Lausanne, Switzerland | AFP |
Sports leaders are at loggerheads over how to fight the war against performance-enhancing drugs as the World Anti-Doping Agency (WADA) goes into a key reform summit this weekend.
Who should control the global doping watchdog? What powers should it have? Who should pay? A welter of questions have been raised as the Olympic movement and sports federations seek to redeem their names after the Russia doping scandal.
The WADA Foundation will have to come up with at least the start of some solid answers after its meeting in Glasgow on Sunday. A new report on Russia is due out within weeks, which could heighten pressure to clean up sport.
International Olympic Committee president Thomas Bach last month called on WADA to set up a new independent unit to manage testing around the world. He promised more money if the reforms are carried out.
The IOC blames sports federations for letting cheating flourish and wants to eliminate their role in testing, while transferring sanction-taking to the Court of Arbitration for Sport (CAS).
CAS secretary general Matthieu Reeb told AFP that the Lausanne-based CAS was currently holding “consultations” with federations and would release a plan on its proposed new sanctioning powers, likely by January.
The IOC has also criticised WADA for failing to act quickly on doping allegations in Russia, which was accused of operating a state-sponsored scheme over several years.
But there is widespread resistance to the IOC plan outside of WADA, with powerful federations indicating they want to be exempt from the reforms.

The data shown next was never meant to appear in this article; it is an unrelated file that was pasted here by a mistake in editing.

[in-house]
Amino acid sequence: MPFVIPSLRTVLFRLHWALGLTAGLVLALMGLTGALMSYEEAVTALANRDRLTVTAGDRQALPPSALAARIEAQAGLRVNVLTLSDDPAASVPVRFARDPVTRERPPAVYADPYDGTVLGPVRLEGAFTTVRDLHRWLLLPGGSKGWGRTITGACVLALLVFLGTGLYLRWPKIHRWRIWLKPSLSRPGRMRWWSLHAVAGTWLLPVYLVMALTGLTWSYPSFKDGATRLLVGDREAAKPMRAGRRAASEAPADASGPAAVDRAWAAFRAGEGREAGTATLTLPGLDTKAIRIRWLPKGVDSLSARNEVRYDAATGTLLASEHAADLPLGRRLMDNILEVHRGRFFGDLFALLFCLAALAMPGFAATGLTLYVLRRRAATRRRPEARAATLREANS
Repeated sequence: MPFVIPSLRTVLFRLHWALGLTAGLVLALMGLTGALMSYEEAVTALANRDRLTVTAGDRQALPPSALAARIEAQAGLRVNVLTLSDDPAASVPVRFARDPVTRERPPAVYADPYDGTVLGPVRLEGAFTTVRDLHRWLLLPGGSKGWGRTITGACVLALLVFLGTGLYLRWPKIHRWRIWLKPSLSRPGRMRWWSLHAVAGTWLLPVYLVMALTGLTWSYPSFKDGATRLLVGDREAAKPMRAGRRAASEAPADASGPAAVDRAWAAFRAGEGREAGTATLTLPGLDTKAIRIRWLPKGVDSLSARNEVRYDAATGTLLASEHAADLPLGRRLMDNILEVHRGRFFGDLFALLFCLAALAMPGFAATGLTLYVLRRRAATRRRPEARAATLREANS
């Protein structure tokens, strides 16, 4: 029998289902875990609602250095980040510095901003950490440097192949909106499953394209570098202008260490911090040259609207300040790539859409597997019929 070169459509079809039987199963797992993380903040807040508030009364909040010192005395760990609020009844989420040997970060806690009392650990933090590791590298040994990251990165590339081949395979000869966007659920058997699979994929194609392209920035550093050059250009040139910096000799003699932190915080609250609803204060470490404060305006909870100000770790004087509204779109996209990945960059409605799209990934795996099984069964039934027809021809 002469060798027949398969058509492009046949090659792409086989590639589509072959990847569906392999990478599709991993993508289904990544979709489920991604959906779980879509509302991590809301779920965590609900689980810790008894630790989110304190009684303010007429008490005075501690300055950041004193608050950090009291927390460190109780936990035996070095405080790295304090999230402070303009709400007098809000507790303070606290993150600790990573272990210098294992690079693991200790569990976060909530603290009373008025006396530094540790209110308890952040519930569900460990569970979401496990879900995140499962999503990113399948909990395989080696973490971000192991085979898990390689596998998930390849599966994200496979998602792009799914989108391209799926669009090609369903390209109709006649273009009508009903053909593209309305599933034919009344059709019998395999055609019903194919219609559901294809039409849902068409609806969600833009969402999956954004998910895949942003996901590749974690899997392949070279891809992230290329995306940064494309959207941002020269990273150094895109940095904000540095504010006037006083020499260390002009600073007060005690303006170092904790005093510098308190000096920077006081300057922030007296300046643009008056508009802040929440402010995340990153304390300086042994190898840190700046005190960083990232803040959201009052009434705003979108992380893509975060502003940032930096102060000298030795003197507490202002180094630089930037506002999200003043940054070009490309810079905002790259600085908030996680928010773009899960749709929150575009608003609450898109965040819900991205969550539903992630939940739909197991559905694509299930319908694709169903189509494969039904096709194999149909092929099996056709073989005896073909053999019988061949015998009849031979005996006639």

A system for all?
The head of FIFA’s medical commission, Michel D’Hooghe, said world football’s governing body would not surrender control of its drug testing to a new entity.
“We respect the WADA and IOC proposals but they concern the smaller federations,” he said.
In contrast, Tom Dielen, who heads World Archery, said there would only be a small impact on smaller sports.
“We outsource our controls already,” he said.
While some federations have said the IOC proposals are too vague, WADA director general Olivier Niggli said that “it will be up to the IOC to convince federations to be part of (the new system), just as it will be up to the IOC to finance it one way or another”.
He later told AFP that WADA officials in Glasgow would aim to agree on a “timetable” for implementing the IOC reform, including specifics on how to move forward.
Despite tensions between WADA and the IOC, an Olympic source told AFP that the IOC was backing WADA president Craig Reedie’s re-election, guaranteeing that the 75-year-old Scot will be tapped for another three-year term at Sunday’s meeting.
But in the latest uncomfortable episode between WADA and the IOC, Reedie was forced to apologise to furious Olympic officials this week over the timing of a decision to suspend Qatar’s doping lab.
WADA revealed on Monday that the laboratory’s work would be suspended for four months — just as more than 1,000 officials descended on Doha for the annual meeting of the Association of National Olympic Committees.
“I apologise fully that this happened. It was not, I promise you, intentional,” Reedie said on Wednesday.
Paying the bills
The IOC already funds half of WADA’s $27 million (25.2 million euros) budget.
Bach said last month that if WADA leads the reform drive it would require “a substantial increase in financing”.
Financing from whom remains an open question.
One idea calls for federations, freed from their drug-testing responsibilities, to allocate their anti-doping budgets to WADA and the proposed new testing agency.
But if key federations like FIFA and the International Cycling Union opt out, it seems unlikely that contributions from minnow federations like archery and judo would be enough to support a new organisation.
One proposal was to see broadcasters contribute to the new unit, as they stand to benefit if the public sees competition as drug-free. Bach distanced himself from that idea last month.